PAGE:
Gays in military settled as issue, lawmaker says
WASHINGTON (AP) -- The Republican chairman of the House Armed Services Committee said Thursday that allowing gays to serve openly in the military is a settled issue that he won't try to reverse even if Mitt Romney wins the presidency in November and the GOP captures the Senate.
Rep. Howard "Buck" McKeon of California said his focus is on restoring money for the military after the latest round of defense cuts -- a planned reduction of $487 billion over 10 years that could nearly double if Congress fails to avert automatic, across-the-board cuts that begin in January.
Pressed by defense reporters during an interview on the divisive issue of gay rights that roiled Congress two years ago, McKeon said he wouldn't revisit it. "We fought that fight," he said, adding that his goal is to "get the things that our war-fighters need."
Breast cancer survivor allowed to swim topless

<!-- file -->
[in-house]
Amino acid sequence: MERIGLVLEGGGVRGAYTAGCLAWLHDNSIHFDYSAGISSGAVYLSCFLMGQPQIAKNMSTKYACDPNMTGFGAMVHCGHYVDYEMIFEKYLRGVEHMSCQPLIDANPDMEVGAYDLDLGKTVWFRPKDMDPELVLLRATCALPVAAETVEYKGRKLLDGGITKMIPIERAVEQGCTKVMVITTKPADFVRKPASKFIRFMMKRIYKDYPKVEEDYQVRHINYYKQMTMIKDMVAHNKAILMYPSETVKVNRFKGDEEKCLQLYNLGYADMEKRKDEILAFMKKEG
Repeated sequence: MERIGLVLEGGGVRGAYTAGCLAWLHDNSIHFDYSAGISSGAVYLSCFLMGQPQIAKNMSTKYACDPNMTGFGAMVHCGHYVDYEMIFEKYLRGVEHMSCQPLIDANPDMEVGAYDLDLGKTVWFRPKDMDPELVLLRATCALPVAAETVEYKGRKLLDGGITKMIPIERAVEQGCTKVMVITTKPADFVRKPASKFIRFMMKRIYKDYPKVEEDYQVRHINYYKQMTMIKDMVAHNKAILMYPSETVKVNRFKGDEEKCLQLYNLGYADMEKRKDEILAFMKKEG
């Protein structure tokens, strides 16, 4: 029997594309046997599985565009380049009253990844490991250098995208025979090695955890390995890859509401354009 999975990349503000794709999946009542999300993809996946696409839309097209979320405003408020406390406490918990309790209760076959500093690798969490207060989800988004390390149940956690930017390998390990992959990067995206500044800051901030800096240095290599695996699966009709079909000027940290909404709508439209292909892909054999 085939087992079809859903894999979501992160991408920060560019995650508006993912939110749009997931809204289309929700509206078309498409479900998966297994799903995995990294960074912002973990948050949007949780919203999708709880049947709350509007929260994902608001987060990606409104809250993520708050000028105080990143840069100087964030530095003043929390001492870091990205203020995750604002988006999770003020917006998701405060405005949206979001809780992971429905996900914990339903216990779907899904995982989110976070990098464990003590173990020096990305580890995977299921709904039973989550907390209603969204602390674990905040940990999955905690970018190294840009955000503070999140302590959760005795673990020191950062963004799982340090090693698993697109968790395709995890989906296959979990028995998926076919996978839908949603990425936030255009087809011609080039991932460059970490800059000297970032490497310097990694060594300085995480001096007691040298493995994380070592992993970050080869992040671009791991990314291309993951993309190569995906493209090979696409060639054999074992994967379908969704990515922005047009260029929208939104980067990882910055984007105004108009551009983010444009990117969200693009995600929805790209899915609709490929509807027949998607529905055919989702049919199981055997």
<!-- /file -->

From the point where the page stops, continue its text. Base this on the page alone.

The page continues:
SEATTLE (AP) -- A Seattle breast cancer survivor whose breasts were surgically removed has gained permission to swim topless at a city pool. But Jodi Jaecks, 47, wants to make sure her privilege is extended to other breast cancer survivors.
"Initially when I heard about the reversal, I was elevated. Then it came that it wasn't a policy change, it was just an exception for me," she said Thursday. "Then I was quite deflated. It seemed like it was a reaction that it was just meant to appease me."
Wednesday, Seattle Parks and Recreation Superintendent Christopher Williams said he was giving Jaecks an exception.
"Our original concern stems from our responsibility to accommodate the needs of all our patrons. In this case, I see nothing that might alarm the public," Williams said.